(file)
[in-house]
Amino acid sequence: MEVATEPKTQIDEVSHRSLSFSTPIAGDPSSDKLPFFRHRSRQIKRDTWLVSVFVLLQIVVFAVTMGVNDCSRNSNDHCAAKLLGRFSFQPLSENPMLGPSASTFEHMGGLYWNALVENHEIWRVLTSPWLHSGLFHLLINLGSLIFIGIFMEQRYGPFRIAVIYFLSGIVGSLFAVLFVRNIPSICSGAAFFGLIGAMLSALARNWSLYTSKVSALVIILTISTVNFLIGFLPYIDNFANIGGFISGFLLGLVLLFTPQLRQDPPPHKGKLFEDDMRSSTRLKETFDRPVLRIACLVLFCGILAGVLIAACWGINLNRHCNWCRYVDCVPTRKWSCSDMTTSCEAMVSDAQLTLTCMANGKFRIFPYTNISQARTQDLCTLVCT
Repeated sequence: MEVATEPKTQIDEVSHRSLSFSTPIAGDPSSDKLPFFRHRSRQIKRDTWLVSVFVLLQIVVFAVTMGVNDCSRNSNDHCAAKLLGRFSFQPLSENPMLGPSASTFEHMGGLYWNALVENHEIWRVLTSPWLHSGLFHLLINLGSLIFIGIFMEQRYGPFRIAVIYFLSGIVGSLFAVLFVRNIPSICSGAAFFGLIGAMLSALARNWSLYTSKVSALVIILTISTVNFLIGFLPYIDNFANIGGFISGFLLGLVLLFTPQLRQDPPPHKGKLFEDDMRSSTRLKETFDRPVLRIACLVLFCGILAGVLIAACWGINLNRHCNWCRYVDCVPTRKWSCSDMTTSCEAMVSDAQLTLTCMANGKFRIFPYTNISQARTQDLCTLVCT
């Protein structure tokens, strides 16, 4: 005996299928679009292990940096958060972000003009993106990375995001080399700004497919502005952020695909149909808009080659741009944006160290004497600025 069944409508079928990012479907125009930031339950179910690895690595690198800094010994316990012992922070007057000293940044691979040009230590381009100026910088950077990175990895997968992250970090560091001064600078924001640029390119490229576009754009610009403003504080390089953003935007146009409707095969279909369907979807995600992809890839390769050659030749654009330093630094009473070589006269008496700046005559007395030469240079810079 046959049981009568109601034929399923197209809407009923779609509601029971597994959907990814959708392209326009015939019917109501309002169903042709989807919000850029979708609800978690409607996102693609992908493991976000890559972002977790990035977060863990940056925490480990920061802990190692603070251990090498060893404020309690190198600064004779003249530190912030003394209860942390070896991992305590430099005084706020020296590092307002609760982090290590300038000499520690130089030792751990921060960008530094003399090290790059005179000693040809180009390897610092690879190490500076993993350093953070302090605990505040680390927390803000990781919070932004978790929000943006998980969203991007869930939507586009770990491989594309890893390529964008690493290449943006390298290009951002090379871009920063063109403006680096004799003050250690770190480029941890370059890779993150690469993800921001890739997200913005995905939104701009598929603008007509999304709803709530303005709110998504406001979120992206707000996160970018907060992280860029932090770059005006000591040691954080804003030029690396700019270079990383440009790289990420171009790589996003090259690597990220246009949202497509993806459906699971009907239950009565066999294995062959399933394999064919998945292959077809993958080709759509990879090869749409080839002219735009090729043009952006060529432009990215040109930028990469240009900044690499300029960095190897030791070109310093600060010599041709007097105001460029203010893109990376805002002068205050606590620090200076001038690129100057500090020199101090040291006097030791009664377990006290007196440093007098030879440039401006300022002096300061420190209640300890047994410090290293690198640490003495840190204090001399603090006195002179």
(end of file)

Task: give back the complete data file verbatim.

[in-house]
Amino acid sequence: MEVATEPKTQIDEVSHRSLSFSTPIAGDPSSDKLPFFRHRSRQIKRDTWLVSVFVLLQIVVFAVTMGVNDCSRNSNDHCAAKLLGRFSFQPLSENPMLGPSASTFEHMGGLYWNALVENHEIWRVLTSPWLHSGLFHLLINLGSLIFIGIFMEQRYGPFRIAVIYFLSGIVGSLFAVLFVRNIPSICSGAAFFGLIGAMLSALARNWSLYTSKVSALVIILTISTVNFLIGFLPYIDNFANIGGFISGFLLGLVLLFTPQLRQDPPPHKGKLFEDDMRSSTRLKETFDRPVLRIACLVLFCGILAGVLIAACWGINLNRHCNWCRYVDCVPTRKWSCSDMTTSCEAMVSDAQLTLTCMANGKFRIFPYTNISQARTQDLCTLVCT
Repeated sequence: MEVATEPKTQIDEVSHRSLSFSTPIAGDPSSDKLPFFRHRSRQIKRDTWLVSVFVLLQIVVFAVTMGVNDCSRNSNDHCAAKLLGRFSFQPLSENPMLGPSASTFEHMGGLYWNALVENHEIWRVLTSPWLHSGLFHLLINLGSLIFIGIFMEQRYGPFRIAVIYFLSGIVGSLFAVLFVRNIPSICSGAAFFGLIGAMLSALARNWSLYTSKVSALVIILTISTVNFLIGFLPYIDNFANIGGFISGFLLGLVLLFTPQLRQDPPPHKGKLFEDDMRSSTRLKETFDRPVLRIACLVLFCGILAGVLIAACWGINLNRHCNWCRYVDCVPTRKWSCSDMTTSCEAMVSDAQLTLTCMANGKFRIFPYTNISQARTQDLCTLVCT
């Protein structure tokens, strides 16, 4: 005996299928679009292990940096958060972000003009993106990375995001080399700004497919502005952020695909149909808009080659741009944006160290004497600025 069944409508079928990012479907125009930031339950179910690895690595690198800094010994316990012992922070007057000293940044691979040009230590381009100026910088950077990175990895997968992250970090560091001064600078924001640029390119490229576009754009610009403003504080390089953003935007146009409707095969279909369907979807995600992809890839390769050659030749654009330093630094009473070589006269008496700046005559007395030469240079810079 046959049981009568109601034929399923197209809407009923779609509601029971597994959907990814959708392209326009015939019917109501309002169903042709989807919000850029979708609800978690409607996102693609992908493991976000890559972002977790990035977060863990940056925490480990920061802990190692603070251990090498060893404020309690190198600064004779003249530190912030003394209860942390070896991992305590430099005084706020020296590092307002609760982090290590300038000499520690130089030792751990921060960008530094003399090290790059005179000693040809180009390897610092690879190490500076993993350093953070302090605990505040680390927390803000990781919070932004978790929000943006998980969203991007869930939507586009770990491989594309890893390529964008690493290449943006390298290009951002090379871009920063063109403006680096004799003050250690770190480029941890370059890779993150690469993800921001890739997200913005995905939104701009598929603008007509999304709803709530303005709110998504406001979120992206707000996160970018907060992280860029932090770059005006000591040691954080804003030029690396700019270079990383440009790289990420171009790589996003090259690597990220246009949202497509993806459906699971009907239950009565066999294995062959399933394999064919998945292959077809993958080709759509990879090869749409080839002219735009090729043009952006060529432009990215040109930028990469240009900044690499300029960095190897030791070109310093600060010599041709007097105001460029203010893109990376805002002068205050606590620090200076001038690129100057500090020199101090040291006097030791009664377990006290007196440093007098030879440039401006300022002096300061420190209640300890047994410090290293690198640490003495840190204090001399603090006195002179």